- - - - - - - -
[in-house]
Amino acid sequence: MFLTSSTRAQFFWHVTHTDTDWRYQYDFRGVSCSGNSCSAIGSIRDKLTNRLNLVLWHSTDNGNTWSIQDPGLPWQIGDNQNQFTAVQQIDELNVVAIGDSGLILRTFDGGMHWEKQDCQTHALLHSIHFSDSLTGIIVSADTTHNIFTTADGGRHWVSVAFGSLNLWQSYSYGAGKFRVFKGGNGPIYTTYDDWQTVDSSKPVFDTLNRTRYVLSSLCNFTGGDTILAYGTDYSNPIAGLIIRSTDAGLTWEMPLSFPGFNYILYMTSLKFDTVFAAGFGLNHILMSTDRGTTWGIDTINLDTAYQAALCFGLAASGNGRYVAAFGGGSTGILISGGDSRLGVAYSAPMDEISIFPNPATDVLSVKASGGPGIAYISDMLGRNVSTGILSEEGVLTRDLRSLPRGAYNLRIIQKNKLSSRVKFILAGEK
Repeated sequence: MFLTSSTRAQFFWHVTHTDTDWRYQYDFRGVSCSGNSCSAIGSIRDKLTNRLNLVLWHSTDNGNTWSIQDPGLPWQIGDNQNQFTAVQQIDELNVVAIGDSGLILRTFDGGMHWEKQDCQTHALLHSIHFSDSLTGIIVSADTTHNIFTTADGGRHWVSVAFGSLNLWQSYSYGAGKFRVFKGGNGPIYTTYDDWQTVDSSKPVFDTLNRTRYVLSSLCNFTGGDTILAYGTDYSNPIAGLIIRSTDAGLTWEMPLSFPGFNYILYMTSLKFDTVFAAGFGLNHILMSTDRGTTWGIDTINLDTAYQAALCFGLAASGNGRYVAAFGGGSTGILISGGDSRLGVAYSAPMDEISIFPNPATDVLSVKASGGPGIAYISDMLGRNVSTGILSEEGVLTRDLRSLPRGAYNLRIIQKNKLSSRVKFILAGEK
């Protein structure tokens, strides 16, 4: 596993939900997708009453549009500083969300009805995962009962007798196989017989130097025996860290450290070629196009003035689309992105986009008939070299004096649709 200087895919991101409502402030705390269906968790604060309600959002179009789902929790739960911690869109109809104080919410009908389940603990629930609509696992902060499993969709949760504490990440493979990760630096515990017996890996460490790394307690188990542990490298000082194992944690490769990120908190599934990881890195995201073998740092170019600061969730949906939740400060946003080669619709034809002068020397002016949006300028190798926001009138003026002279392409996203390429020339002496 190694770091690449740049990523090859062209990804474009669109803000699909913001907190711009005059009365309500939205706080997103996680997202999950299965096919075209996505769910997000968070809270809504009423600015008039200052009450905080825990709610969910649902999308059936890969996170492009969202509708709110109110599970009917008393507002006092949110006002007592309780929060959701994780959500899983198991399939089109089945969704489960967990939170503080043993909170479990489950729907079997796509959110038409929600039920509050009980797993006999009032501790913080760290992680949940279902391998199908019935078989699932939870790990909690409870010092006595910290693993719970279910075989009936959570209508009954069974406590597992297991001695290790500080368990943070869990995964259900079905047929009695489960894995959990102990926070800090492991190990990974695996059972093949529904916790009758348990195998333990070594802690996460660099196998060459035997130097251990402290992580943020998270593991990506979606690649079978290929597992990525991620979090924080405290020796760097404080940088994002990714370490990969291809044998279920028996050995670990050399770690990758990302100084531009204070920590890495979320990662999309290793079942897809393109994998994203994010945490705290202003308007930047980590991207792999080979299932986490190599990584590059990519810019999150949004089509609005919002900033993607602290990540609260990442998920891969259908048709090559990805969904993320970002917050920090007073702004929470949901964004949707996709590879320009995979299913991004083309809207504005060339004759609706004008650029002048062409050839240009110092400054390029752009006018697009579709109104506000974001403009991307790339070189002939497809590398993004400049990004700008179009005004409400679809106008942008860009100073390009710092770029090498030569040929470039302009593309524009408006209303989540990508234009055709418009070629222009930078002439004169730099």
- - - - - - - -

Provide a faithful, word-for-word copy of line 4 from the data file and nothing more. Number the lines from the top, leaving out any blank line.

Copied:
């Protein structure tokens, strides 16, 4: 596993939900997708009453549009500083969300009805995962009962007798196989017989130097025996860290450290070629196009003035689309992105986009008939070299004096649709 200087895919991101409502402030705390269906968790604060309600959002179009789902929790739960911690869109109809104080919410009908389940603990629930609509696992902060499993969709949760504490990440493979990760630096515990017996890996460490790394307690188990542990490298000082194992944690490769990120908190599934990881890195995201073998740092170019600061969730949906939740400060946003080669619709034809002068020397002016949006300028190798926001009138003026002279392409996203390429020339002496 190694770091690449740049990523090859062209990804474009669109803000699909913001907190711009005059009365309500939205706080997103996680997202999950299965096919075209996505769910997000968070809270809504009423600015008039200052009450905080825990709610969910649902999308059936890969996170492009969202509708709110109110599970009917008393507002006092949110006002007592309780929060959701994780959500899983198991399939089109089945969704489960967990939170503080043993909170479990489950729907079997796509959110038409929600039920509050009980797993006999009032501790913080760290992680949940279902391998199908019935078989699932939870790990909690409870010092006595910290693993719970279910075989009936959570209508009954069974406590597992297991001695290790500080368990943070869990995964259900079905047929009695489960894995959990102990926070800090492991190990990974695996059972093949529904916790009758348990195998333990070594802690996460660099196998060459035997130097251990402290992580943020998270593991990506979606690649079978290929597992990525991620979090924080405290020796760097404080940088994002990714370490990969291809044998279920028996050995670990050399770690990758990302100084531009204070920590890495979320990662999309290793079942897809393109994998994203994010945490705290202003308007930047980590991207792999080979299932986490190599990584590059990519810019999150949004089509609005919002900033993607602290990540609260990442998920891969259908048709090559990805969904993320970002917050920090007073702004929470949901964004949707996709590879320009995979299913991004083309809207504005060339004759609706004008650029002048062409050839240009110092400054390029752009006018697009579709109104506000974001403009991307790339070189002939497809590398993004400049990004700008179009005004409400679809106008942008860009100073390009710092770029090498030569040929470039302009593309524009408006209303989540990508234009055709418009070629222009930078002439004169730099």